25 Jun Updates on Executive Orders Banning Certain Immigrants & Nonimmigrants
April 22nd Executive Order Updated on June 22nd, 2020
Initially, Trump issued an Executive Order on April 22, 2020, entitled “Proclamation Suspending Entry of Immigrants Who Present Risk to the U.S. Labor Market During the Economic Recovery Following the COVID-19 Outbreak” which barred certain immigrants, mainly employment-based immigrant but also spouses and siblings of US citizens for 60 days. Section 6 of the Proclamation also indicated that the Trump administration would take advice from the various agencies on whether to bar nonimmigrant workers.
On June 22nd, 2020, Trump issued a revised executive order that affects individuals who are outside the U.S. on or after the date of the order who are seeking lawful permanent residence (generally based on employment). Additionally, nonimmigrant visa issuance for H-1B Professional Workers, certain H-2B, H-4, L-1A and L-1B Intra-Company Transferees, L-2 and certain J-1 visa holders is suspended through at least December 31, 2020. The order does not apply to individuals already in the U.S. under these visa categories or those seeking a change in status to one of these visa categories from the US Citizenship & Immigration Services.
The order does not apply to E-1 Treaty Traders, E-2 Treat Investors, I Media Workers, F-1 Students, O-1A, O-1B, P-1, and R-1 Religious Worker visas, amongst others. In addition, those with US citizen spouses or minor children may be granted immigrant or nonimmigrant visas. Although, as of the date of this posting, US embassies and consulates around the globe are still closed due to COVID-19 so no visas are being issued at this time.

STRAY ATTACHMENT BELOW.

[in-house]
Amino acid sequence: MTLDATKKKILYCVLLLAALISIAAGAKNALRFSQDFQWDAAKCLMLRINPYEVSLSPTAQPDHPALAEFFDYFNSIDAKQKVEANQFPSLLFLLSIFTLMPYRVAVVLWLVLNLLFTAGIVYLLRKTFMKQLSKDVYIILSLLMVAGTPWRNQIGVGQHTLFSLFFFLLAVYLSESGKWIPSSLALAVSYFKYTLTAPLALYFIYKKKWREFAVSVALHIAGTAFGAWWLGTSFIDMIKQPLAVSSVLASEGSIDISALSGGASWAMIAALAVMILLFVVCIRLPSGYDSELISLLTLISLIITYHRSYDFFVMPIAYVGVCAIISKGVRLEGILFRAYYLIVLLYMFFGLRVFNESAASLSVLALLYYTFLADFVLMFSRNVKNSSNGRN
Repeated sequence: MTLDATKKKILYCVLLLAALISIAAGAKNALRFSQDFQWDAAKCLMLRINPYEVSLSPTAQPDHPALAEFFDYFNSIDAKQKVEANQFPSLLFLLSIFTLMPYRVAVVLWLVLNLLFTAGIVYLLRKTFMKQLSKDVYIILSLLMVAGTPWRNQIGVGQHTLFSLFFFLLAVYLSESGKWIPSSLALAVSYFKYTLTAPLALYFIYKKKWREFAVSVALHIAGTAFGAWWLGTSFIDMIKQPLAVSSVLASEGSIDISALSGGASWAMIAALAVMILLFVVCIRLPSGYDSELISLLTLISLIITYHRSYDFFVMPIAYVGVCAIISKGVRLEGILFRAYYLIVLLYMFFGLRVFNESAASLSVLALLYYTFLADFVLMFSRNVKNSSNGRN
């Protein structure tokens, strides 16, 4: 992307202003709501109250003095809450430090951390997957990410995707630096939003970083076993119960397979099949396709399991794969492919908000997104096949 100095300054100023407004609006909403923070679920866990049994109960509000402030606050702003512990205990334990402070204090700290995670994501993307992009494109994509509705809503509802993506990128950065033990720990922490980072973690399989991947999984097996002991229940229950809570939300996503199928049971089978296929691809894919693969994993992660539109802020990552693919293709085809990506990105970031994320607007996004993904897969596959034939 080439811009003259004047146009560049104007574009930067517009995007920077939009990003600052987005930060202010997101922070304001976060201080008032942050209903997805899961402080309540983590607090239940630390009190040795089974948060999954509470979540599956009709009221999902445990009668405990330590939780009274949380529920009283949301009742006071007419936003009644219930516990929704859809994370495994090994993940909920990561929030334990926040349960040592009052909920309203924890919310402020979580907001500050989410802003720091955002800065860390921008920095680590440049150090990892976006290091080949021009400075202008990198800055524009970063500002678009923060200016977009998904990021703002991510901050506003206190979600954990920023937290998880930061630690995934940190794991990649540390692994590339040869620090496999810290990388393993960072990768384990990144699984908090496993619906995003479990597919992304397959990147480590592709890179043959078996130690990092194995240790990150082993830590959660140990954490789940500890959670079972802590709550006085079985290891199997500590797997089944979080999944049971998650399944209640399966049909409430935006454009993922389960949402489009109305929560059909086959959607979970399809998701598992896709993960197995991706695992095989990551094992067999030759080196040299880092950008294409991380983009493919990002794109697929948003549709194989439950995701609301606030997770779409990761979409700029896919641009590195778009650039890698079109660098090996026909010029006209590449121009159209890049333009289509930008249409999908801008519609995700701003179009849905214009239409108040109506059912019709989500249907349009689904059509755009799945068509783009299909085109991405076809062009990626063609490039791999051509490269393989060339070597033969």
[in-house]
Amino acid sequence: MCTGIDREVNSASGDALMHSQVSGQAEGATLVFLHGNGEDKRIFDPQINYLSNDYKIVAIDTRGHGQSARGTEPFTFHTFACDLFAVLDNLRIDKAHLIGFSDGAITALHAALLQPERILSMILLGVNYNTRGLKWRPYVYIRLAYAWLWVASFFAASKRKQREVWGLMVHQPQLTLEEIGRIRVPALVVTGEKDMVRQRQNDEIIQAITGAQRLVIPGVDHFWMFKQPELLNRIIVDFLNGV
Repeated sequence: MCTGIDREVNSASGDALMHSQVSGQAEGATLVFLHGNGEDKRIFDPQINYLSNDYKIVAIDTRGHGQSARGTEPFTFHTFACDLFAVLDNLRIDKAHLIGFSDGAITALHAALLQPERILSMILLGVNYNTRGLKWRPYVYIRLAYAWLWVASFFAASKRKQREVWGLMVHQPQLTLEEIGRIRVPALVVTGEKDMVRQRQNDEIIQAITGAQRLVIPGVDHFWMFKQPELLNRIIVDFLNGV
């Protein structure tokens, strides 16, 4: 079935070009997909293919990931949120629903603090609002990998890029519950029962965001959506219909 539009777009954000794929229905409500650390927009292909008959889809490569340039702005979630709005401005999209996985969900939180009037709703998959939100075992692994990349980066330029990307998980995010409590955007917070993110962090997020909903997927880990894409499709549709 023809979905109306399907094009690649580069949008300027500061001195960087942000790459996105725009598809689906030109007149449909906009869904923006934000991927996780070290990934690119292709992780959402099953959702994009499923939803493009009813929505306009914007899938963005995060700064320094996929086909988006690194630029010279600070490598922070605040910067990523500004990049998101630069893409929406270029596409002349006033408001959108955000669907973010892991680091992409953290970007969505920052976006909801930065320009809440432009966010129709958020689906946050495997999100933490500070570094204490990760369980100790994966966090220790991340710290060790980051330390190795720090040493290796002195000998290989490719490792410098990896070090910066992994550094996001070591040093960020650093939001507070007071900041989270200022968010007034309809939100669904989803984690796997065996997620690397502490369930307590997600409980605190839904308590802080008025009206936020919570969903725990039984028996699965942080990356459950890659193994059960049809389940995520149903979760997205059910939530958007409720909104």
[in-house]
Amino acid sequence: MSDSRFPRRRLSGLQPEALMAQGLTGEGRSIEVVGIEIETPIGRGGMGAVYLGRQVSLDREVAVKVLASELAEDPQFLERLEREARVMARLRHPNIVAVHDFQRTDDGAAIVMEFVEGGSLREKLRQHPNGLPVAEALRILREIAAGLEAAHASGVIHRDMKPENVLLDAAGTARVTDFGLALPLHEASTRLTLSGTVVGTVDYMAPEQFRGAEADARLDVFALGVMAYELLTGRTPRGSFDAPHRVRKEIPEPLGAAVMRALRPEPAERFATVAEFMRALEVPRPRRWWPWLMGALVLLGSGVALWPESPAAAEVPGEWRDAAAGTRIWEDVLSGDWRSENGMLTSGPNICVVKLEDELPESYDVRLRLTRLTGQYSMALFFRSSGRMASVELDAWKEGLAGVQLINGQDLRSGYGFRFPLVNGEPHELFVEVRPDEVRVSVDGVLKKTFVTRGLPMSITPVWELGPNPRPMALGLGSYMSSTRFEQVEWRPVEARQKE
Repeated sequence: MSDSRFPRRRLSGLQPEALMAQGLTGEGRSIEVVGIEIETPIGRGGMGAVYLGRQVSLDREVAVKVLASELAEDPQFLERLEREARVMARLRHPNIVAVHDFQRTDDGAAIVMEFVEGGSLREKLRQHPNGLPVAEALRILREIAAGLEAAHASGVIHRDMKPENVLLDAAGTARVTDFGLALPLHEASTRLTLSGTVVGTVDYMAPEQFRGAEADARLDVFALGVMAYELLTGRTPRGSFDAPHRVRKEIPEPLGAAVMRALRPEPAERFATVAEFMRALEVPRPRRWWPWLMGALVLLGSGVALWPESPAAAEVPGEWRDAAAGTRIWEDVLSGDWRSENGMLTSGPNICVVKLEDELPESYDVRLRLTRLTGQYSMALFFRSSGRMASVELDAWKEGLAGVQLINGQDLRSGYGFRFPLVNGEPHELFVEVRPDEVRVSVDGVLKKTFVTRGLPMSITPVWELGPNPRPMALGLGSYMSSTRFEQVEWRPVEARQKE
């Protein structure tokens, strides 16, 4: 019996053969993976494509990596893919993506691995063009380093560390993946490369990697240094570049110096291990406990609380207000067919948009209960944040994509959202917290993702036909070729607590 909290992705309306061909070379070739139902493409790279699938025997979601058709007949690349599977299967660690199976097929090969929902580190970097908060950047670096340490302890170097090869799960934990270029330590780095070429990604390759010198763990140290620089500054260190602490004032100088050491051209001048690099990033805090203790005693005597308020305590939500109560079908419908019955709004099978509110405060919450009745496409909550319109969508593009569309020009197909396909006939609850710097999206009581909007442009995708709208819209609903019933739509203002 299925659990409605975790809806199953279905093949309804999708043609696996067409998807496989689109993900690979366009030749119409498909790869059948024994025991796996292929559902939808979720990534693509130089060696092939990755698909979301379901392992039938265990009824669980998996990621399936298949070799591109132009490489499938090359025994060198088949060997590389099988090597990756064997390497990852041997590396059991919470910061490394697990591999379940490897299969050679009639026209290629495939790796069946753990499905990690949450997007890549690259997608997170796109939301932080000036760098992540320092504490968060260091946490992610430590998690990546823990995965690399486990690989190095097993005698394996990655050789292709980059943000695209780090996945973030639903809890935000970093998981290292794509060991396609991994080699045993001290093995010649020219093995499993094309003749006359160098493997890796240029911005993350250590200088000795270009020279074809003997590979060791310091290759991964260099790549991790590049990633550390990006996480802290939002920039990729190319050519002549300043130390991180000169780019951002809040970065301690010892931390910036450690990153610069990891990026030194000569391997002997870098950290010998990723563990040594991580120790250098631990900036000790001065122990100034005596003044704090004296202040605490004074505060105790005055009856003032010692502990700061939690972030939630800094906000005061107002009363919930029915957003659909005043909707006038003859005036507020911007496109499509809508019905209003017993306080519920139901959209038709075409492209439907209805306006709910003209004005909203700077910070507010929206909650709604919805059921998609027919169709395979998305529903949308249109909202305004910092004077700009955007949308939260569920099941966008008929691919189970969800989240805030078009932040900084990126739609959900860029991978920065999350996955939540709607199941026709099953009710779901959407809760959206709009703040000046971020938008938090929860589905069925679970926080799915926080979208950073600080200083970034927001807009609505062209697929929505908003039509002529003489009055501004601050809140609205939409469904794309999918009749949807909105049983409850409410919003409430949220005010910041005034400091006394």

Proclamation—Suspension of Entry as Immigrants and Nonimmigrants of Certain Additional Persons Who Pose a Risk of Transmitting 2019 Novel Coronavirus from UK, Ireland, Schengen zone, China, Iran and Brasil
The most recent proclamation does not change the on-going proclamation that bars those who are in certain countries 14 days prior to their entry to the US. There is no expiry date for this travel ban and will be lifted only when Trump decides to withdraw the ban.
There are exceptions to this ban including spouses of US citizens or those who have US citizen children under the age of 21. There are also exceptions for those who need to travel to the US for urgent humanitarian reasons or if their travel falls withing the US national interest.
Please note, this is general information and as the situation is always changing, please contact our office at email@example.com for specific advice.